New Raman spectroscopy technology could revolutionise nuclear decommissioning projects

Raman

Raman spectroscopy is one of the most effective techniques for recognizing specific chemical compounds but is seldom used in nuclear decommissioning because access constraints and high radiation fields can prevent the spectrometer from operating at its normal effective range.

Now, a group from Jacobs and Tonbridge, Kent-based IS Instruments have designed a brand-new type of Raman system which can identify a weak laser signal several metres from the target. The group has found likewise a way to mount the Raman probe onto a remotely operated automobile or robotic arm, which allows the probe to get within two metres of the target and send a signal down an optical cable television to the primary Raman instrument positioned tens of metres away.

" Standard equipment often can not detect specific chemical agents, either because it can't get close enough or because the signals are crowded out by the overall radiation levels," stated Clive White, Jacobs Critical Mission Solutions International Senior Vice President. "This new type of Raman system is an important breakthrough for the nuclear industry because it provides greater certainty about the presence of hazardous materials in high radiation waste facilities, making the materials easier, cheaper and safer to detect."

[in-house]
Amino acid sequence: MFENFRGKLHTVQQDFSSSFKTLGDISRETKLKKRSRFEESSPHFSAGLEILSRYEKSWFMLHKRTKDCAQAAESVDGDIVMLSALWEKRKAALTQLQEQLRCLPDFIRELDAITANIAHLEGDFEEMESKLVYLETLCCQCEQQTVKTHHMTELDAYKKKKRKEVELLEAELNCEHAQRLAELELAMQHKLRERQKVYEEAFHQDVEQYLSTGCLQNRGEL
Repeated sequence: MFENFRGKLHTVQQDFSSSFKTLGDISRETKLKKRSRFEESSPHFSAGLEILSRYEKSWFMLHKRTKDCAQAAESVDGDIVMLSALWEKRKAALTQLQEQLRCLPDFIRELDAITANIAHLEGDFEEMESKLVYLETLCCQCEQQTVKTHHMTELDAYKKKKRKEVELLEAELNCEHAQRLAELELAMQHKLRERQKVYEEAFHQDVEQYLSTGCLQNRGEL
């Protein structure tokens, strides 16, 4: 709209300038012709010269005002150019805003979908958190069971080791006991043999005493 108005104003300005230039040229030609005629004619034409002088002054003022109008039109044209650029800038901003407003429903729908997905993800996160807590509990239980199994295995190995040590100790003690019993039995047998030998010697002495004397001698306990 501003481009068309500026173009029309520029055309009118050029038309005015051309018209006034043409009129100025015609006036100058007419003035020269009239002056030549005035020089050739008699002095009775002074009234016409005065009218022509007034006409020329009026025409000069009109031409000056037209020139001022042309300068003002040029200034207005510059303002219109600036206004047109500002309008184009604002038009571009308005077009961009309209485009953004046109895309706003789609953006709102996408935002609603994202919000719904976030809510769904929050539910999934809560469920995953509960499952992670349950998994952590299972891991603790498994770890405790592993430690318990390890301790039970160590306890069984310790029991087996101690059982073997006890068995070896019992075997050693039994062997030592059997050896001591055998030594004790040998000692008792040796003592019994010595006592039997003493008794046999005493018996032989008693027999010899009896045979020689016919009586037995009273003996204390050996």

Jacobs and Innovate UK have offered funding to take the system from proof-of-concept to industrial application. According to Jacobs, it is being used to detect uranium and substances including kerosene and tri-butyl phosphate, which are used in reprocessing operations and can indicate the presence of plutonium or uranium contamination.

Legacy nuclear facilities can contain considerable amounts of unknown or unidentified waste products, so improved characterisation ability can lower decommissioning costs and timescales.

Raman innovation is likewise a key function of a new integrated decommissioning system developed by Jacobs, which won a current government-funded development competition and will be demonstrated inside previous fuel reprocessing facilities at Sellafield later this year.

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